He has a goal is to get every member into a bible study. Preferably a two year, walk through the entire bible, study course. His attitude seems to be if he teaches the Word and his congregation is studying the Word, then most everything will work out. They will "get it". So far, after 30 years of ministry, it's worked.

donsands said...

"My pastor never preaches specifically about money."

What does he do when he comes to Scripture portions about money?

Anonymous said...

Excellent Dan! I needed that today! What an encouragement to stay by what is right!

templeH said...

I think that our goals as Christians can be summed up by one verse of scripture - John 3:30 - He must become greater, I must become less.

The person who sits in the pew and asks "tell me how" is missing the point. That question is already answered - do what brings glory to God. The answers as to 'how' are in the Word.

Great post

Lynda O said...

I think I can see what you mean about Spurgeon not doing any specifically "practical" topic sermons. But from my reading of his early sermons (I've read through volumes 1 and 2, now working through volume 3, 1857), I see many examples of him preaching the doctrine, and then giving practical exhortations, much like is done in the epistles. Many times he exhorts his audience to read their Bibles, and to pray for those who don't understand certain teachings as you do, instead of trying to win them by mere words. In sermon #122 (Christ about His Father's Business), he addresses those who might say they could not be useful for God:

"Says one, “How can I do God’s business? I have no talent, I have no money. All I earn in the week I have to spend and I have scarce money enough to pay my rent. I have no talent. I could not teach in a Sunday-School.” Brother, have you a child? Well, there is one door of usefulness for you. Sister, you are very poor. No one knows you. You have a husband and however drunk he may be, there is a door of usefulness for you. Bear up under all his insults, be patient under all his taunts and jeers and you can serve God and do God’s business so. "But, Sir I am sick, it is only today I am able to get out at all. I am always on my bed.” You can do your Master’s business, by lying on a bed of suffering for Him, if you do it patiently. The soldier who is ordered to lie in the trenches, is just as obedient as the man who is ordered to storm the breach.

Similarly in #123, "Particular election," he lists many practical things to do in order to make one's calling and election sure -- such as to get out of an idle state, to be diligent and study well the Scriptures and get knowledge, and later, to add temperance to knowledge, with statements such as "Be not drunken with pride. Be not lifted up with self-confidence. Be temperate. Be not harsh towards your friends, nor bitter to your enemies. .. Ask Him to give you that patience which endures affliction, which, when it is tried, shall come forth as gold. Array yourself with patience, that you may not murmur in your sicknesses."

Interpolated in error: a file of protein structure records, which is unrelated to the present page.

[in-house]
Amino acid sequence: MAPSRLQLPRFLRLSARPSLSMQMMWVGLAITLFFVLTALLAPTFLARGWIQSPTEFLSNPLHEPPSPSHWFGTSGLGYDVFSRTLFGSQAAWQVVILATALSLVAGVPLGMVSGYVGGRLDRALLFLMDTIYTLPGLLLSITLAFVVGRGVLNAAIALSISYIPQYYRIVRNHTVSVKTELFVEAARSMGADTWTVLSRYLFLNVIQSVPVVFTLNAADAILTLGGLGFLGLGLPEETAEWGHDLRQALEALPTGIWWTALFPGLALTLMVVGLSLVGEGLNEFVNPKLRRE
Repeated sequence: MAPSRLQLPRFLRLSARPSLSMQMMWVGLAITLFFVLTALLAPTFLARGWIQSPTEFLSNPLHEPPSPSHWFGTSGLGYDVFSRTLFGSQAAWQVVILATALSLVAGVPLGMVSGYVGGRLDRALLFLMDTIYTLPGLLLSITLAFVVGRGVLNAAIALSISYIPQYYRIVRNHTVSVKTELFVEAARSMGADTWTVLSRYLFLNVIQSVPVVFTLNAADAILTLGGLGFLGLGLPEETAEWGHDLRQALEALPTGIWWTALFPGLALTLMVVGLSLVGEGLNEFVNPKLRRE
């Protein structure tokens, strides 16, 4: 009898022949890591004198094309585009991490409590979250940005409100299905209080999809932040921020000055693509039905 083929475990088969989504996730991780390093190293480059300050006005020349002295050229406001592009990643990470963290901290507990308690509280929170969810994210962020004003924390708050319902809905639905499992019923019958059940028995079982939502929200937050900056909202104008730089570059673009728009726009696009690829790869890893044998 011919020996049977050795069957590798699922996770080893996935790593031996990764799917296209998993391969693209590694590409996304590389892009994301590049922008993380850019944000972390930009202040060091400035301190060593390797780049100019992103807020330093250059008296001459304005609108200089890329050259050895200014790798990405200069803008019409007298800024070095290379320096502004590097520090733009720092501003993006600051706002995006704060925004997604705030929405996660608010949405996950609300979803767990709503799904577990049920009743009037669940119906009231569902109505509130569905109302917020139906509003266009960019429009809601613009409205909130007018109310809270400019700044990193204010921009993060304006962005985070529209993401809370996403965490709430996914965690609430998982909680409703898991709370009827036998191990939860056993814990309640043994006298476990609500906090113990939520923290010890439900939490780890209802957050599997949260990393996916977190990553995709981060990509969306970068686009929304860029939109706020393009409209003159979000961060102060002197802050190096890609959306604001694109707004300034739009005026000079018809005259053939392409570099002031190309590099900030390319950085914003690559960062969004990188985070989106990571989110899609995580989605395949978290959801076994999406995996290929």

Anyway, I certainly find much great spiritual (and practical) wisdom from Spurgeon's words -- a similar benefit as from reading Proverbs and similar Bible passages.

DJP said...

Thanks, Lynda, good points and good quotations.

But in hundreds of hundreds of glorious and wonderful sermons on grace, the Gospel, election, doctrine, Christ, there are any sermons on Ephesians 5:22-24? On Ephesians 5:25-31? And so forth? I'd have to check, but I've not seen a sign of them yet.

Hayden said...


Would you say that the person that asks 'how' is sinning? I think 'how' is a natural question. You see it all through the Gospels (i.e John 4, 5, 9, etc.) and also the epistles. It is not wrong to ask 'how does this apply to my life?' after hearing a sermon. (James 2 seems to make a clear case for it)

After I preach I love it when people are asking themselves 'how can I put this into practice?' or 'how does this work out in everyday life ?' The 'how to questions' spring from a heart of obedience.

Preach the Word! YES! But also show them how to apply it. Its called DISCIPLESHIP.

Terry Rayburn said...

1. Dan, you're forgiven.
...for "one last enumeration"...remember?

2. Good post.

3. I just finished "reading" (on CD) the biography of that great theologian, Barbara Walters.

She asked "What is the goal of life?" to some famous RC Bishop or Cardinal (I forget), and to the Dalai Lama.

The RC guy answered, "To get to heaven."

Hello Dalai answered, "To be happy."

Barbara (choosing between such eminent wise men) chose "To be happy" as the best answer, and has made it her life goal, too.

There you go.

Lynda O said...